"Relax. Trust the process. Enjoy the ride."

—Honkytonk Sue

   Thanks Sue! And, it helps to know we are all from a long line of stubborn stock.

Daily Whip Out: "Fierce & Determined"

Full Speed Ahead

   Here's the latest ad that Rebecca Edwards cooked up this morning. Got a typo, but we'll fix that.

"Between what is said and not meant, and what is meant and not said, most of love is lost."

—Khalil Gibran

Thursday, August 04, 2022

Fierce & Determined :The Kindest Words of All

 August 4, 2022

   Still rounding up strays. Needed these two and thanks to my curator, Kristi, I found them upstairs in my studio.

Daily Whip Out: "Teresita"

Daily Whip Out: "Fierce & Determined"


I also refound these feisty women.

Daily Scratchboard Whip Outs:
"A Line of Feisty Females"

   And this dangerous spy for Zapata and Pancho Villa.

Daily Whip Out: "Helene Pontipirani"

   Getting closer to the finish.

From Uncle Russ

A poem by Danusha Laméris on the value of small kindnesses: "I’ve been thinking about the way, when you walk down a crowded aisle, people pull in their legs to let you by. Or how strangers still say “bless you” when someone sneezes, a leftover
from the Bubonic plague. “Don’t die,” we are saying.

   "And sometimes, when you spill lemons from your grocery bag, someone else will help you pick them up. Mostly, we don’t want to harm each other.

   "We want to be handed our cup of coffee hot, and to say thank you to the person handing it. To smile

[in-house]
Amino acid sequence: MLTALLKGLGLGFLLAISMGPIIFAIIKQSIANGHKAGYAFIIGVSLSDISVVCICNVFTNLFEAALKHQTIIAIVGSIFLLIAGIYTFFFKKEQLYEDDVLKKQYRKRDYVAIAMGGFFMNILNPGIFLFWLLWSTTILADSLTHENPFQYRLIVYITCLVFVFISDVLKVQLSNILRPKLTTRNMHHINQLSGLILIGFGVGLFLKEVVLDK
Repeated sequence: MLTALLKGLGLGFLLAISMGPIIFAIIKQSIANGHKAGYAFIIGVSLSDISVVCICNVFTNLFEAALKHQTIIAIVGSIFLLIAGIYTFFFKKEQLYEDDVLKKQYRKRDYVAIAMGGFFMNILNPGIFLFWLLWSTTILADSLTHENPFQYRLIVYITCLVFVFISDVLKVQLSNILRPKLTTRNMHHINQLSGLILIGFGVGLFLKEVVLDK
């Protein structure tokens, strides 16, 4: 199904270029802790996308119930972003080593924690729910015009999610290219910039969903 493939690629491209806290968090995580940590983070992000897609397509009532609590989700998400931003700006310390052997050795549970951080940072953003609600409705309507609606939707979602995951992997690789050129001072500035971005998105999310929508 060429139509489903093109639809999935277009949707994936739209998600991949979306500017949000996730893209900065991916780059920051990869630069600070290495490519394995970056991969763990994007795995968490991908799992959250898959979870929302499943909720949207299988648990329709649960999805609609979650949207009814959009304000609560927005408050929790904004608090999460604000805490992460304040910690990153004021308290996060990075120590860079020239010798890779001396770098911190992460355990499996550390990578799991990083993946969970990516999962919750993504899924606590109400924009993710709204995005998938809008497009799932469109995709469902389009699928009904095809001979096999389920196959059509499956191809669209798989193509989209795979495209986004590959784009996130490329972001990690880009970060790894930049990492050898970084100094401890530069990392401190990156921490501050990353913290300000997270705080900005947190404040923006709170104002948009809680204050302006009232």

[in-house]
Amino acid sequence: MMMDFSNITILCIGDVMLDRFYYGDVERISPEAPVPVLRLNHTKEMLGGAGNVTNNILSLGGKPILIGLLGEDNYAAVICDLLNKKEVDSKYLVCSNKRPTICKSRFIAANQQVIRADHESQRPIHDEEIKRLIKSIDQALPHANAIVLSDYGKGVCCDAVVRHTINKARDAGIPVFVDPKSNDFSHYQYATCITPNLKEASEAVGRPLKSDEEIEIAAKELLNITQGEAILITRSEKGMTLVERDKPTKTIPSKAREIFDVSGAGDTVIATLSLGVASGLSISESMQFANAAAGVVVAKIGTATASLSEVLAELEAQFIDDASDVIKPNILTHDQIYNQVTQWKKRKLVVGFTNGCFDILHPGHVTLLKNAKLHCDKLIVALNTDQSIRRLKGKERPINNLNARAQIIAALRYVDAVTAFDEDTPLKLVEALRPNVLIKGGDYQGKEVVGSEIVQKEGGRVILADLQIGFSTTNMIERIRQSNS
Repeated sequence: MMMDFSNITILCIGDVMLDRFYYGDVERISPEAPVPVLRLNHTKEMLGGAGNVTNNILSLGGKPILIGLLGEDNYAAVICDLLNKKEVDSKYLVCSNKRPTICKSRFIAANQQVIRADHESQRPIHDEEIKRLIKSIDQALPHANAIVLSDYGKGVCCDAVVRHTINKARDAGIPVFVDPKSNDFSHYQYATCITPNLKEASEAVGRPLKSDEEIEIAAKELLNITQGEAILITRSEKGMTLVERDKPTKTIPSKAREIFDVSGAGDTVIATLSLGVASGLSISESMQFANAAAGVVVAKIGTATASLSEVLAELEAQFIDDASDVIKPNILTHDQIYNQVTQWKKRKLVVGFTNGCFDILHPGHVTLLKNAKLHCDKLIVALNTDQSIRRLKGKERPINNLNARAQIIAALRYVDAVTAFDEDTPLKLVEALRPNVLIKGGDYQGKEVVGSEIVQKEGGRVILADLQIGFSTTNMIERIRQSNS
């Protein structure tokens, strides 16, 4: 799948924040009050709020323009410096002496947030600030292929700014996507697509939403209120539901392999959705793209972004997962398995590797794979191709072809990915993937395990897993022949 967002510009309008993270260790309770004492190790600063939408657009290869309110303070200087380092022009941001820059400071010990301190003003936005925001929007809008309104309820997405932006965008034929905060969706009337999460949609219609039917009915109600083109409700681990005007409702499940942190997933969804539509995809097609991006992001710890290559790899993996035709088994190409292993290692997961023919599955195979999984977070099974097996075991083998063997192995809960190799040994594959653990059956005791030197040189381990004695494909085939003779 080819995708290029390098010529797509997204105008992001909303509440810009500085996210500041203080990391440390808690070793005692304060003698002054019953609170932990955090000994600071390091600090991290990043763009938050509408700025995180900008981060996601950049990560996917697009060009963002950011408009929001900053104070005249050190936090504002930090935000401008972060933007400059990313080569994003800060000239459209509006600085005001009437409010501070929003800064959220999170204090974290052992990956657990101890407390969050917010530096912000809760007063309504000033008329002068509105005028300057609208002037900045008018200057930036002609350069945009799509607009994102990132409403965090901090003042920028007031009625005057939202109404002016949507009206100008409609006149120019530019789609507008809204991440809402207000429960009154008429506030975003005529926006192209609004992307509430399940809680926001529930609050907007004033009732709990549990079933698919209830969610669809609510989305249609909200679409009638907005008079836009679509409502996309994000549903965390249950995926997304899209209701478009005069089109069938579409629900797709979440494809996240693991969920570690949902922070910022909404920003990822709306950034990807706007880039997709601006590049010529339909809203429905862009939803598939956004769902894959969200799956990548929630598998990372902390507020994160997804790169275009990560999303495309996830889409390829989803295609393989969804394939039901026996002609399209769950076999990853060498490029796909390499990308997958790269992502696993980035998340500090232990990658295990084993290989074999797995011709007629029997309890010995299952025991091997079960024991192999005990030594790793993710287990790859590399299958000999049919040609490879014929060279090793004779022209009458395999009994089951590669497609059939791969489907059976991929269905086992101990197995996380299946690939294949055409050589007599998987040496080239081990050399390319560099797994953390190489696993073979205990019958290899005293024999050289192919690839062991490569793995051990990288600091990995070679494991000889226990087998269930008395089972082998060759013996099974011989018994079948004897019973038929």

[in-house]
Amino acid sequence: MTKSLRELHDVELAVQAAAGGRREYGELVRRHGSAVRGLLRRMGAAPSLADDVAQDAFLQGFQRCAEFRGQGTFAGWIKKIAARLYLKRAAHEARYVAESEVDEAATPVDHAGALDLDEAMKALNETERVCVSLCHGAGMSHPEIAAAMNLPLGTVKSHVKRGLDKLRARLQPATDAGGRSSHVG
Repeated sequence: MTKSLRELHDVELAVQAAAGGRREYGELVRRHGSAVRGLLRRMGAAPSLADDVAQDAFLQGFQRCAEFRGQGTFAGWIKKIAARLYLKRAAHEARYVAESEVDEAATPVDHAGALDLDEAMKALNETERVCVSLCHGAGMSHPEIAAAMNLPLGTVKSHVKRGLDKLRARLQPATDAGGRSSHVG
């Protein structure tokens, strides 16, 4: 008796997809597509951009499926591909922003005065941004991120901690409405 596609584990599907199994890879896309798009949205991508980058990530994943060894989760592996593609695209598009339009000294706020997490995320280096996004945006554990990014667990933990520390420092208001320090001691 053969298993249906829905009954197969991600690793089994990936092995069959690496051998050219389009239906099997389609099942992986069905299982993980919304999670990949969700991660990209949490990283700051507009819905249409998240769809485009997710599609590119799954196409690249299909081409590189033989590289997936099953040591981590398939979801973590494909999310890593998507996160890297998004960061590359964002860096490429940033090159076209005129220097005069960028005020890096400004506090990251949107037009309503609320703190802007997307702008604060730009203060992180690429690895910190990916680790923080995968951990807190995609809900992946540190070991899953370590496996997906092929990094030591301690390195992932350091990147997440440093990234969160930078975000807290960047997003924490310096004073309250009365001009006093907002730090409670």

at them and for them to smile back. For the waitress to call us honey when she sets down the bowl of chili, and for the driver in the red pick-up truck to let us pass.

   "We have so little of each other, now. So far from tribe and fire. Only these brief moments of exchange.
What if they are the true dwelling of the holy, these fleeting temples we make together when we say, “Here, have my seat,” “Go ahead — you first,”. . .or, my favorite: 

“I like your hat.”
—The kindest words of all

Wednesday, August 03, 2022

The Guacamuggie Thunderhead Season & Whole Lotta Quad

 August 3, 2022

   You know it's August on the great Sonoran Desert when we start getting the big Guacamuggy Thunderhead cloud buildup every afternoon.

Guacamuggy Thunderhead Number 1

Guacamuggy Thunderhead Number 2

   Still noodling concepts for the Phippen art show in November. Here is Dan's first pass:

   Good concept but that painting is not in the book or the show. Ha.

   Perhaps we go with the Whole Lotta Love angle:

Whole Lotta Quad

    Or, maybe this would make a nice centerpiece to advertise the show.

Daily Whip Out: "Adelita"

   Or, maybe we lead with a certain cowgirl I used to know:

Sage Advice From The Queen of Country Swing:

"Remember girls, unless he's wearing a diaper, you can't change him."